1. Federal pay for child home care
  2. Higher minimum wage together with the elimination of business taxes, to help fund the higher wages
  3. Elimination of FICA and reduction of income taxes at the low pay scales
  4. Standard 4-day week and/or shorter workday
  5. Federal support for vaccination rewards in selected industries.

The federal government also should reduce the need for human labor by funding more development of Artificial Intelligence (AI) and mechanization along with other labor-saving initiatives.

This inflationary burst has no single cause and no obvious solution.

The single cause is shortages. The obvious solution is to cure the shortages.

Trillions of dollars in federal aid approved by Congress in response to the pandemic have led American consumers and companies to purchase more goods than ever before, putting new strains on global supply chains to accommodate the soaring volume.

But that higher demand has collided with shortages in workers, supplies and transportation capacity — challenges caused in part by the pandemic as well as long-standing structural deficiencies in the national economy.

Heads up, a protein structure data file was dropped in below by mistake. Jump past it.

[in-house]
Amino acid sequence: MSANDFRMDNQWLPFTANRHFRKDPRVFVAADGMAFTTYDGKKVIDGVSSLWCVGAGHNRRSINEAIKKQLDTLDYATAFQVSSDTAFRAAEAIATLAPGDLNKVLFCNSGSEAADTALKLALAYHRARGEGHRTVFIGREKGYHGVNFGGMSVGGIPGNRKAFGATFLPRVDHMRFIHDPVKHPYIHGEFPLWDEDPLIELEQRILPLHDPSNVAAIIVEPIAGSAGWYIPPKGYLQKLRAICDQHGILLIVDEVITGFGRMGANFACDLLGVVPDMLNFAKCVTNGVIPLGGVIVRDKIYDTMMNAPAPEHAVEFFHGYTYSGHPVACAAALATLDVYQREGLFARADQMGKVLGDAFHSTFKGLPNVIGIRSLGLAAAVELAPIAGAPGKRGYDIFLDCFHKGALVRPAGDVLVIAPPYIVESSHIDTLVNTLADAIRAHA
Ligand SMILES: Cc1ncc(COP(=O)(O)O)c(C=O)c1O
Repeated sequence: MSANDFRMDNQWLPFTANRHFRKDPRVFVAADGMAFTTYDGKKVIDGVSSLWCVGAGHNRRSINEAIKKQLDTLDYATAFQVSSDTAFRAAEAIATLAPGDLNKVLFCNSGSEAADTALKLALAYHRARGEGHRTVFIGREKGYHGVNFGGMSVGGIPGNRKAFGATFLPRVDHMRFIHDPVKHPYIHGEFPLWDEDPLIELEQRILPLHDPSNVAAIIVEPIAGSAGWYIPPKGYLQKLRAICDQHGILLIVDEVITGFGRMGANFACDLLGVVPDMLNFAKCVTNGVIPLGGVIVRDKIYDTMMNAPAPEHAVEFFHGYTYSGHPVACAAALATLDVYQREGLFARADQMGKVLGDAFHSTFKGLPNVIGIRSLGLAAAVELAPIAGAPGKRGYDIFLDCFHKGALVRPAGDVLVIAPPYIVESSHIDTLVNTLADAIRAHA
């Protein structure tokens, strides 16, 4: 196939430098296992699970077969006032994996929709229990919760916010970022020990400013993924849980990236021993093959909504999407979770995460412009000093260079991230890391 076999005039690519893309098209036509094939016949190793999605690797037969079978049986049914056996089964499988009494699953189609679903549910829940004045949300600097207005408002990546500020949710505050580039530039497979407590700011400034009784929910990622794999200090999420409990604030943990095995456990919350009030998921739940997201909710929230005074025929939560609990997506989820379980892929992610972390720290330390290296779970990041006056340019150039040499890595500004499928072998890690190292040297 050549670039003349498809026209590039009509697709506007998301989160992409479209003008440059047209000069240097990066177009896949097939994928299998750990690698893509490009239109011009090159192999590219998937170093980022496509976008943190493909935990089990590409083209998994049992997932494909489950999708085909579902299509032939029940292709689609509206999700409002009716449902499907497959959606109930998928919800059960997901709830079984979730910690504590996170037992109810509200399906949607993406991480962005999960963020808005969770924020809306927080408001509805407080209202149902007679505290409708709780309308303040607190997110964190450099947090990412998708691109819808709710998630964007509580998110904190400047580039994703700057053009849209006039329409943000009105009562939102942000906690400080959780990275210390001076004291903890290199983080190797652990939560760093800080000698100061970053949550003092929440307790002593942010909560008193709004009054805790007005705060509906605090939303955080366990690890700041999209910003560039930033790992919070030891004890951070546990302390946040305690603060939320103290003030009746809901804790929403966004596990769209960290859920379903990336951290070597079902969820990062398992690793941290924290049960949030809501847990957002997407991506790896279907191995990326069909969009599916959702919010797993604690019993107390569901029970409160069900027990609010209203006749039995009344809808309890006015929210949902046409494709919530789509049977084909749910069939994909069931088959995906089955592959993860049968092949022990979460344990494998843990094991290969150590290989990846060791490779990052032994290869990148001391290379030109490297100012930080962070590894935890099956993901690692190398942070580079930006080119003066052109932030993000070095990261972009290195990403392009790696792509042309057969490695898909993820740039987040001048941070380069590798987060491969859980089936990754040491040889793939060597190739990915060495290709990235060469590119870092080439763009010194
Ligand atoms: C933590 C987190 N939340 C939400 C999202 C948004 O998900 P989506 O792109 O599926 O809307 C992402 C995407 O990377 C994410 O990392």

In the Eisenhower years, the federal government spent billions to improve highway traffic. Today, not only do highways need to be improved, but all other elements of the supply chain need similarly to be improved.

Our railroads are a mess. Our ports are inadequate. The quasi-privatized postal service is struggling. Shipping itself should be funded. These all are critical national needs, surely as important as weapons development.

Gas prices are at a seven-year high amid a global energy crisis, exacerbated by unusually high demand in Europe and a coal shortage in China.

Solutions: Temporarily fund increased oil drilling while funding more research and development of renewable, non-carbon fuels.

Food prices are rising at the highest level in 12 years amid severe droughts and spiking demand from families and restaurant reopenings.

Meat, fish and egg prices are up nearly 12 percent from a year ago — the highest increase since 1979 (other than the early days of the pandemic) — partly fueled by processing plants’ struggle to find workers.

While other industries have mechanized, food processing remains in the electronic dark ages. Federal funding of computerization would help, significantly, as would federal financial support for raising wages.

Droughts are being caused by climate change, which has been denied by the right wing and largely ignored by the left. Federal support for non-carbon energy sources would help solve the problem.

The longer inflation lasts, the greater the political problem for the White House and congressional Democrats.